the hum of bullets, most of which whined harmlessly overhead, though some
few smote the wall behind us. But small chance had I to heed such, being
hard-set to prime and load as, time after time, these poor Indians, driven
on by their cruel masters, rushed, and time after time were swept away; and
thus we fought the gun until the sweat ran from me and I panted and cursed
my stifling armour, stripping it from me piece by piece as occasion
offered. And thus I took a scathe from bullet or splinter of stone, yet
heeded not until I sank down sick and spent and roused to find Pluto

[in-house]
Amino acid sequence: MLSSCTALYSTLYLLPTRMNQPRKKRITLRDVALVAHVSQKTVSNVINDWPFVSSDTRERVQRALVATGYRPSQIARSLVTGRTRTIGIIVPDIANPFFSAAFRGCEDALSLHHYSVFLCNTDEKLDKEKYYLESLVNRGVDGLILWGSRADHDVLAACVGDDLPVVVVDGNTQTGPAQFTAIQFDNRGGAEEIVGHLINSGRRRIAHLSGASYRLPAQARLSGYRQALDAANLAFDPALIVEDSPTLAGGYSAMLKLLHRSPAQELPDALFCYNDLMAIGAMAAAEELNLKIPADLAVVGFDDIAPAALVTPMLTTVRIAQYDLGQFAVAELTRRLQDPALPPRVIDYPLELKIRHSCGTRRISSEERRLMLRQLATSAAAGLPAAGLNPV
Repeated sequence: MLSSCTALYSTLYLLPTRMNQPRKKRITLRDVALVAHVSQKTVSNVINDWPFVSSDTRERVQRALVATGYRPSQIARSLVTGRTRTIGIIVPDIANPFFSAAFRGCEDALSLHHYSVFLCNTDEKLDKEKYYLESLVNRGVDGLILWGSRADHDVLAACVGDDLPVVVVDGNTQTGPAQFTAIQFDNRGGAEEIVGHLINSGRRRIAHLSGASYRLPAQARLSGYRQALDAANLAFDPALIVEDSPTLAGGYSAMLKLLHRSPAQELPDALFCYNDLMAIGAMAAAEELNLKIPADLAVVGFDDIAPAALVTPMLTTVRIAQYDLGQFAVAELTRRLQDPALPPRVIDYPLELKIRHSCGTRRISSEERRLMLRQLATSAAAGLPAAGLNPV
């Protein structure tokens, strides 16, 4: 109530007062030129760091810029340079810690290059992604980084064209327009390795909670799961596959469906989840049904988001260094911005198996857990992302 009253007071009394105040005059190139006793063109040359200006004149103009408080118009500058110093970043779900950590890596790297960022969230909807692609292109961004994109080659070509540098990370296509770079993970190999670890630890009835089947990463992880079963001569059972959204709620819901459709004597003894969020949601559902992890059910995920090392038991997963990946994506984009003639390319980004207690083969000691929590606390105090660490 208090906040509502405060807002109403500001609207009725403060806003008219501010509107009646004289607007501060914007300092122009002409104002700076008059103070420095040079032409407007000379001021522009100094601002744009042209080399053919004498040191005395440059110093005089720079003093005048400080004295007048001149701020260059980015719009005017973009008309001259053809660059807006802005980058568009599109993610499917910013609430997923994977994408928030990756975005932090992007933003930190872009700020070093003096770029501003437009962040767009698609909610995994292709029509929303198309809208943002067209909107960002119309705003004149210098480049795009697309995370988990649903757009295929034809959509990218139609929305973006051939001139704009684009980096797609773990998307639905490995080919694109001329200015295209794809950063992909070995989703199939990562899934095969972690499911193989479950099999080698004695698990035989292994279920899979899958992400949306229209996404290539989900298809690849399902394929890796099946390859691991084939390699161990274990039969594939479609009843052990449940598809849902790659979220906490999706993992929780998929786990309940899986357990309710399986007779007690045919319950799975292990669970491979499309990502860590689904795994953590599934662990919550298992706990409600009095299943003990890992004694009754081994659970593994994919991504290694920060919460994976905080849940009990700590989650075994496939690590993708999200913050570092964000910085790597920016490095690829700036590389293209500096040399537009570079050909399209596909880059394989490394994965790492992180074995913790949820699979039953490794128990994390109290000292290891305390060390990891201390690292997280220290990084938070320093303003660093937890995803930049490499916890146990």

licking my face and thereafter to see Sir Richard kneeling over me, his
goodly armour dinted and scarred by more than one chance bullet.

"Drink!" he commanded, and set water to my lips, the which mightily
refreshed me.

"Sir, what o' the fight?" I questioned.

"Done, lad, so far as we are concerned," said he. "Atlamatzin fell upon 'em
with all his powers and routed them--hark!"

Sure enough, I heard the battle roar away into the forest and beyond until,
little by little, it sank to a murmurous hum and died utterly away. But all
about us were other sounds, and getting unsteadily to my legs, I saw the
plain 'twixt town and forest thick-strewn with the fallen.

"So then the town is saved, sir?"

"God be praised, Martin!"

"Why, then, let us on--to meet my dear lady!" But now came an Indian to
bathe my hurt, an ugly tear in my upper arm, whereto he set a certain
balsam and a dressing of leaves and so bound it up very deftly and to my
comfort.

And now was I seized of a fierce desire to be gone; I burned in a fever to